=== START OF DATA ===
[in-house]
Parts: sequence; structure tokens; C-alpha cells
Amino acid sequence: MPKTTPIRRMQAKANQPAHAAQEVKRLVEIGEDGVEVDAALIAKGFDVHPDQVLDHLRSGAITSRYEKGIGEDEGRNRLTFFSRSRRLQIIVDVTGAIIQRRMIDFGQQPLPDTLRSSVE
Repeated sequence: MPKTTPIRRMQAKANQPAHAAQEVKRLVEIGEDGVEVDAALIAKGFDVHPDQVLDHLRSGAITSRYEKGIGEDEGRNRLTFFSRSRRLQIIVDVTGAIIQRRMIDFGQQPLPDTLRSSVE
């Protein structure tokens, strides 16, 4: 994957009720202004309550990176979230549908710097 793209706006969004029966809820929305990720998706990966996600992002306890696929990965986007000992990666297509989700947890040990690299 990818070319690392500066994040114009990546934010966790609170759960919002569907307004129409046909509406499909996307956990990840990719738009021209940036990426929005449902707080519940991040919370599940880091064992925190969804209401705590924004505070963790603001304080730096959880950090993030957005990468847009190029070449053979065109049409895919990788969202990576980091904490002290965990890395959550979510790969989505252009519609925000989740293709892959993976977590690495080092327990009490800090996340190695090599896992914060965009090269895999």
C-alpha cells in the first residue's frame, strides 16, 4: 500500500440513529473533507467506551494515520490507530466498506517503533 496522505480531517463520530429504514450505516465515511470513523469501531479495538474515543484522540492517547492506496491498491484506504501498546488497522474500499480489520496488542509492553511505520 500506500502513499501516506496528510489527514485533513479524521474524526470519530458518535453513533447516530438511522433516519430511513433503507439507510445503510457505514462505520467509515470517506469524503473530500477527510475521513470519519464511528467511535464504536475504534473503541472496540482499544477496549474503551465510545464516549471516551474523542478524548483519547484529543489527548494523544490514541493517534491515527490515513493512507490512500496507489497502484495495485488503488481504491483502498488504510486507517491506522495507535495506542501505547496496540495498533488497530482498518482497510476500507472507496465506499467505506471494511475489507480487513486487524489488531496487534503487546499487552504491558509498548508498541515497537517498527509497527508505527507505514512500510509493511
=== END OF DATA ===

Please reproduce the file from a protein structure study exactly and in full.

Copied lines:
[in-house]
Parts: sequence; structure tokens; C-alpha cells
Amino acid sequence: MPKTTPIRRMQAKANQPAHAAQEVKRLVEIGEDGVEVDAALIAKGFDVHPDQVLDHLRSGAITSRYEKGIGEDEGRNRLTFFSRSRRLQIIVDVTGAIIQRRMIDFGQQPLPDTLRSSVE
Repeated sequence: MPKTTPIRRMQAKANQPAHAAQEVKRLVEIGEDGVEVDAALIAKGFDVHPDQVLDHLRSGAITSRYEKGIGEDEGRNRLTFFSRSRRLQIIVDVTGAIIQRRMIDFGQQPLPDTLRSSVE
């Protein structure tokens, strides 16, 4: 994957009720202004309550990176979230549908710097 793209706006969004029966809820929305990720998706990966996600992002306890696929990965986007000992990666297509989700947890040990690299 990818070319690392500066994040114009990546934010966790609170759960919002569907307004129409046909509406499909996307956990990840990719738009021209940036990426929005449902707080519940991040919370599940880091064992925190969804209401705590924004505070963790603001304080730096959880950090993030957005990468847009190029070449053979065109049409895919990788969202990576980091904490002290965990890395959550979510790969989505252009519609925000989740293709892959993976977590690495080092327990009490800090996340190695090599896992914060965009090269895999």
C-alpha cells in the first residue's frame, strides 16, 4: 500500500440513529473533507467506551494515520490507530466498506517503533 496522505480531517463520530429504514450505516465515511470513523469501531479495538474515543484522540492517547492506496491498491484506504501498546488497522474500499480489520496488542509492553511505520 500506500502513499501516506496528510489527514485533513479524521474524526470519530458518535453513533447516530438511522433516519430511513433503507439507510445503510457505514462505520467509515470517506469524503473530500477527510475521513470519519464511528467511535464504536475504534473503541472496540482499544477496549474503551465510545464516549471516551474523542478524548483519547484529543489527548494523544490514541493517534491515527490515513493512507490512500496507489497502484495495485488503488481504491483502498488504510486507517491506522495507535495506542501505547496496540495498533488497530482498518482497510476500507472507496465506499467505506471494511475489507480487513486487524489488531496487534503487546499487552504491558509498548508498541515497537517498527509497527508505527507505514512500510509493511